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Wall Street’s Lame Excuses for Active Fund Performance

The securities industry is working itself into a frenzy trying to explain why you should ignore historical data that indicates most actively managed funds underperform their benchmarks. Some of the reasons they provide do not withstand scrutiny. Here’s a small sample of their lame excuses:

1. Last year was an aberration. According to Dan Culloton, Morningstar’s associate director of manager research, as interviewed by Kathleen Pender in a December 2014 SFGate article, most domestic funds own more small and mid-cap equities than the Standard & Poor’s 500 index. Large-cap stocks outperformed small-cap stocks in 2014. Because the S&P 500 index contains mainly large-cap U.S. stocks, actively managed funds couldn’t “keep up.”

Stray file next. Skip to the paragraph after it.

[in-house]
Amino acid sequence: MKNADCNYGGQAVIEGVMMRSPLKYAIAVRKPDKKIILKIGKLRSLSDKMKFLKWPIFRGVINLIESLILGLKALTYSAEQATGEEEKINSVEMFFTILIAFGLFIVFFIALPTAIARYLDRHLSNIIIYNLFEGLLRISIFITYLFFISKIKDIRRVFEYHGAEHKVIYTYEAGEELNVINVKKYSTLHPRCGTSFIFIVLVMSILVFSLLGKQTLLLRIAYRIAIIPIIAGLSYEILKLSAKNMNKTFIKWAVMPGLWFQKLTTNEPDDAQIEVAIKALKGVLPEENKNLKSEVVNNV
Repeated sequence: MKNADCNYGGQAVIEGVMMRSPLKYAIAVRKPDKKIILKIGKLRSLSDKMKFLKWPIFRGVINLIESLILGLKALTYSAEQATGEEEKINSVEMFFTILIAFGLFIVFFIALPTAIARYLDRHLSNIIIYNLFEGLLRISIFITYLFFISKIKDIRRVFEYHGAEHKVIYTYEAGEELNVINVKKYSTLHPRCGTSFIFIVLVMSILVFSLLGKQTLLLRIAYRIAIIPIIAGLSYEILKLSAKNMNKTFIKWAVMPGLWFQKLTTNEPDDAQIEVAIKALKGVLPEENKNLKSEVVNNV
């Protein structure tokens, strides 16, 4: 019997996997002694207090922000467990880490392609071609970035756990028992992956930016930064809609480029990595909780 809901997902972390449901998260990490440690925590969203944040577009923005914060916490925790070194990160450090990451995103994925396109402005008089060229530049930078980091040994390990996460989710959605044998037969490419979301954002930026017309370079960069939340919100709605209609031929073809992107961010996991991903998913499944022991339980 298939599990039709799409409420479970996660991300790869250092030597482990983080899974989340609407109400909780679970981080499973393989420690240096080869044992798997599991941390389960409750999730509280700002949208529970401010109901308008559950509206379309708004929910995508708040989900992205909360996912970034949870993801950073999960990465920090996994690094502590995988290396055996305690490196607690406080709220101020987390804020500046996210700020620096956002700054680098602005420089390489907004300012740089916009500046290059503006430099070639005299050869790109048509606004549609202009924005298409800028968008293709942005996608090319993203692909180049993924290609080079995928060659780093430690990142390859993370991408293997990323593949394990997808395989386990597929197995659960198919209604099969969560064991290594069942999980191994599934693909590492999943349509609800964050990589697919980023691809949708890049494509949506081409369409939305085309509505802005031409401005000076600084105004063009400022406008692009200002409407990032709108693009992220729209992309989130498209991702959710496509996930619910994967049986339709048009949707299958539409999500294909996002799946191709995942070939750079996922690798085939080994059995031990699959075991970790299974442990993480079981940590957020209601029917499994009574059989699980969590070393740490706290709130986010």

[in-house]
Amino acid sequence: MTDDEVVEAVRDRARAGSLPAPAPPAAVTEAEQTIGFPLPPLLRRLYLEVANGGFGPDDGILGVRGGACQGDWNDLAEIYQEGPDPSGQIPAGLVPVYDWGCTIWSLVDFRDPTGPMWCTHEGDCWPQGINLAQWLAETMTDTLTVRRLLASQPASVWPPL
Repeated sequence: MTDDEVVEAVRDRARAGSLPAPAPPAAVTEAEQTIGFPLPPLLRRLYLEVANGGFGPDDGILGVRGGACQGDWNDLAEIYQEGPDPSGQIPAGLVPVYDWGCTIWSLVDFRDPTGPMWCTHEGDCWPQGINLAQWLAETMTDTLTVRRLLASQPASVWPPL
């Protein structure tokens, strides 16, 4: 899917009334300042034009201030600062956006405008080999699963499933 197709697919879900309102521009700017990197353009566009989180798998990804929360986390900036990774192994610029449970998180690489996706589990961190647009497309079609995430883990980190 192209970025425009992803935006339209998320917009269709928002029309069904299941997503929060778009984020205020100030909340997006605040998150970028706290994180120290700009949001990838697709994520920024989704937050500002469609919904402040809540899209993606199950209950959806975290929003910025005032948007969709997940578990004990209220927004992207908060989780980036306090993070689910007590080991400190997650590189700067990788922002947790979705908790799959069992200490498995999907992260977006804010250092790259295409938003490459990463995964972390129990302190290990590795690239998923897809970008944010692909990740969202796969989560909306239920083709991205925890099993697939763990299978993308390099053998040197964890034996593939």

Really? According to the mid-year 2014 SPIVA U.S. Scorecard, most domestic stock funds underperformed their benchmarks over the past five years. There was nothing aberrational about 2014.

Read the rest of the article at US News.

 

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